Recently, there has been a proliferation of representations of refugees, asylum seekers and irregular migrants waiting at land, sea as well as air border crossings headed towards Europe. These groups are often framed in highly emotive language that associates them with threats, or portrayed as either tragic or miserable, or as the exemplary citizen. There has also been an increase in emphasis on normative concepts such as ‘safe, orderly and regular migration’ in contemporary migration debates and policies; over and above already established ones such as ‘integration’. Often, we also find inherent presumptions that structural disparities between Europe and Africa can be resolved by addressing the root causes of migration and displacement via research and practice without necessarily addressing the causes of oppression. Conversations about African migrants tend to portray Europe as the main host continent for the majority of African migrants in spite of the greater numerical significance of internal and cross-border migration within and across the countries of the global South. All these developments point to the need for ongoing reflection and in particular the need to address northern-centric views in social science and public debate.
This call invites abstract submissions to participate in an online workshop as part of the African Academy for Migration Research Virtual Institute on Knowledge Politics and Production. The workshop is hosted by the African Centre for Migration & Society (ACMS) at the University of the Witwatersrand and Department of Political Science at the University of Vienna in partnership with the African Research Universities Alliance (ARUA) and the Anti-Racism Working Group of the IMISCOE International Migration Research Network. The workshop aims to engage with the question, what can (and should) migration academics and practitioners do to engage in these discussions and debates in a meaningful way? The ‘reflexive turn’ in migration research has engaged with the politics and ethics of knowledge production processes that involve vulnerable groups. While the ‘reflexive turn’ offered a paradigm shift in thinking about these questions by way of epistemological and conceptual reflections, migration research has now also started to engage more with decolonial perspectives. While decolonisation itself is not a new notion, it has been largely at the margins of migration research in Europe. We have seen an increasing attempt to focus on decolonising migration research, especially in the wake of the Black Lives Matter mobilisations.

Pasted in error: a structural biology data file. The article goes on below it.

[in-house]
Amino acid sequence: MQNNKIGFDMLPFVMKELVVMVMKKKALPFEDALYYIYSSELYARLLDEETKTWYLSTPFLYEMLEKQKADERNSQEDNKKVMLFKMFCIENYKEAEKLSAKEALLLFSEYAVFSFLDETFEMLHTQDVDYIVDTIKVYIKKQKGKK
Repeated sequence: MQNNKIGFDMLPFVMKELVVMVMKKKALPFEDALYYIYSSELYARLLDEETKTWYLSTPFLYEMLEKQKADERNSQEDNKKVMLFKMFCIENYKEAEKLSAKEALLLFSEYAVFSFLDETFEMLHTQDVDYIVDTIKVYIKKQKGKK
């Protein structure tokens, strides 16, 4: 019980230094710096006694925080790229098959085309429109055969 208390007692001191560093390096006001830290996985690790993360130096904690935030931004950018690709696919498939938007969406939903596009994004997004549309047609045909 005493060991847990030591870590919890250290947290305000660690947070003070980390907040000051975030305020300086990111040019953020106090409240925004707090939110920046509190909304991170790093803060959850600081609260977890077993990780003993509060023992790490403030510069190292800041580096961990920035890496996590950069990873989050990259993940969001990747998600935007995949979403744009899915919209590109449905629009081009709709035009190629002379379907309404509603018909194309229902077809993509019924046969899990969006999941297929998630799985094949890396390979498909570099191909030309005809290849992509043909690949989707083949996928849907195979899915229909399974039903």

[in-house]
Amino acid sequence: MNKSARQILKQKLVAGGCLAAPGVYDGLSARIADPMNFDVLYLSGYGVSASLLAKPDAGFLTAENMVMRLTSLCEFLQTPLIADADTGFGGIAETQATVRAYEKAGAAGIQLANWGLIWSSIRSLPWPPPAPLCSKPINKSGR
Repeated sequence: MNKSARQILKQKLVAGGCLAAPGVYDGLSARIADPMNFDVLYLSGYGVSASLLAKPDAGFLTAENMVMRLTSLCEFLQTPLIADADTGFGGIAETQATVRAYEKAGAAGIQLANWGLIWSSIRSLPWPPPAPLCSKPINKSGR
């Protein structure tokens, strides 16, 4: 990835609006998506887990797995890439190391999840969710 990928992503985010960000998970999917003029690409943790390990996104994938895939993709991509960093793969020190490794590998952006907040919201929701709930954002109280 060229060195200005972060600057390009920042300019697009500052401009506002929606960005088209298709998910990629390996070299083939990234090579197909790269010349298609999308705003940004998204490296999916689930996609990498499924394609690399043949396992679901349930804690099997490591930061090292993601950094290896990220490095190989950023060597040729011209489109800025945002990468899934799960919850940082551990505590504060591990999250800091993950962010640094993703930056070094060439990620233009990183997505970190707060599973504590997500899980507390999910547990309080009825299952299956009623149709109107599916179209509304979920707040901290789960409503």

This workshop asks if decolonisation as an analytical and reflexive tool can provide new or critical knowledge about more productive, inclusive and transformative approaches, language and categories of doing migration research, teaching as well as practice. Put differently, what does decolonisation have to offer to migration researchers and practitioners that differs or is inimitable from pre-existing notions of reflexivity in the field, and what, if any, are its potential pitfalls? While existing works on decolonising migration research have initiated an important debate, we identify an ongoing gap in genuine perspectives that are the outcome of robust engagement of scholars and practitioners across the Global North and the Global South. This runs the risk of reducing decolonisation to a normative and at times arbitrary framework, retaining hegemonic characteristics by silencing certain perspectives and/or side-lining existing work. We suggest that decolonisation as a discourse also needs to be questioned and its usefulness and limits as a reflexive tool, not only for academics but those working in NGOs and practitioner institutions, and in the framework of exchange among academics and policy makers, further explored.